We feel the weight of Mrs Donnelly’s life and it somehow strikes me that the film’s ambivalence about her demise, even amidst an ending that ties everything else in a pretty bow is rather transgressive and pretty much all wrapped up in Smith's final close-up which ends the film.

Did this sequel leave you wanting a Third Best Exotic Hotel and mentally casting which other British acting royalty could join Dev Patel in a trilogy closer? (My vote is for Vanessa Redgrave, obviously)
Thursday
May072015

When do you see movies? When do you like to read about them?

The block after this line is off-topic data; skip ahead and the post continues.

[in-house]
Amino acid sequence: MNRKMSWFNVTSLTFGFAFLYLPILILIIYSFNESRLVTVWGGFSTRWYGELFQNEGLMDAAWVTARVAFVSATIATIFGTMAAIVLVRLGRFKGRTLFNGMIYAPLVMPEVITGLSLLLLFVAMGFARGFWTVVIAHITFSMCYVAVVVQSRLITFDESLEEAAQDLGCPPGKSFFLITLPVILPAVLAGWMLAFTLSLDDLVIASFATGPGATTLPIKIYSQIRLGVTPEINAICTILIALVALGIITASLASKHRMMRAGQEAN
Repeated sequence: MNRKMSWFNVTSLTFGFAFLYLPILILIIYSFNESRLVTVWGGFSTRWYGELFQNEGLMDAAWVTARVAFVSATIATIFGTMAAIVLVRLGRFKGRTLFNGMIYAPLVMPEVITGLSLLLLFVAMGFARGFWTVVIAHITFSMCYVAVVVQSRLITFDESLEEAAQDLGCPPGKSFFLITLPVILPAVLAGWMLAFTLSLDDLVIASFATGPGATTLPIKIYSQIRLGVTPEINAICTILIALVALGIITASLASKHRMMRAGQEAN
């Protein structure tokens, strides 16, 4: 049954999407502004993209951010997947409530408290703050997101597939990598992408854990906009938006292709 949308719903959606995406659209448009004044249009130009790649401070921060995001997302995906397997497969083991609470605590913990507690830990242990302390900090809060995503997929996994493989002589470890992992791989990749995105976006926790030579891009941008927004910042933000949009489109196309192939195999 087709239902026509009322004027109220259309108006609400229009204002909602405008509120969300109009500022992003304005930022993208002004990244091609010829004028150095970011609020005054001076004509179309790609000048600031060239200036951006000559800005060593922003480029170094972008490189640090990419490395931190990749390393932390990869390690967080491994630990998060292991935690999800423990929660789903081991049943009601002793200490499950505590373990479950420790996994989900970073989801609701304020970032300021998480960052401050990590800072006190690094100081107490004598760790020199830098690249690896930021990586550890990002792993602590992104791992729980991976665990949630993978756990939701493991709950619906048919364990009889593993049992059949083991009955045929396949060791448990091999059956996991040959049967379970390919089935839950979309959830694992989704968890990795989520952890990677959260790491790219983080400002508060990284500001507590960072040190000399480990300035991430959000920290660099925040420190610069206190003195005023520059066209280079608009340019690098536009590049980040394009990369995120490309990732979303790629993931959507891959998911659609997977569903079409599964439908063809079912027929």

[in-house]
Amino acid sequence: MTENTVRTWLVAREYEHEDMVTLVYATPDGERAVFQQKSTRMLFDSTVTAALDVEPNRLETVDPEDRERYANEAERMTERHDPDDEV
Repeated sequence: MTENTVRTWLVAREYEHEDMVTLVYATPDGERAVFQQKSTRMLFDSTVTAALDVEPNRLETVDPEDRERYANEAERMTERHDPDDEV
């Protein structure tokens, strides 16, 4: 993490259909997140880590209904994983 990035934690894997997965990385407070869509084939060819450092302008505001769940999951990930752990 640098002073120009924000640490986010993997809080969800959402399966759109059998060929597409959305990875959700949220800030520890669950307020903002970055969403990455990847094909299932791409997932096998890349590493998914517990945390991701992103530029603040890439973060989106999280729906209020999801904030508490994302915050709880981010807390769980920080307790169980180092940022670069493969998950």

An open question for all readers. We've often expressed disdain for the internet model (prevalent on most well-read movie sites, even the good ones) in which the bulk of conversation about a movie happens BEFORE its release. But what to do about it? We try our best here to talk about movies mostly after they open (with the exception of the YNMS series, Oscar predictions and short news bits) which has surely cost us readers in the anticipatory-madness of current online culture. However one thing we're not good about is knowing when to discuss films. WHEN DO YOU SEE NEW MOVIES? Are you at the movie theater every week? Do you VOD? Do you rent DVDs? Do you just bit torrent everything (naughty-naughty)? Or are you totally beholden to when Netflix decides to stream something if, in fact, they ever get around to streaming it at all? (Netflix, once a godsend for cinephiles, has become something of a curse.)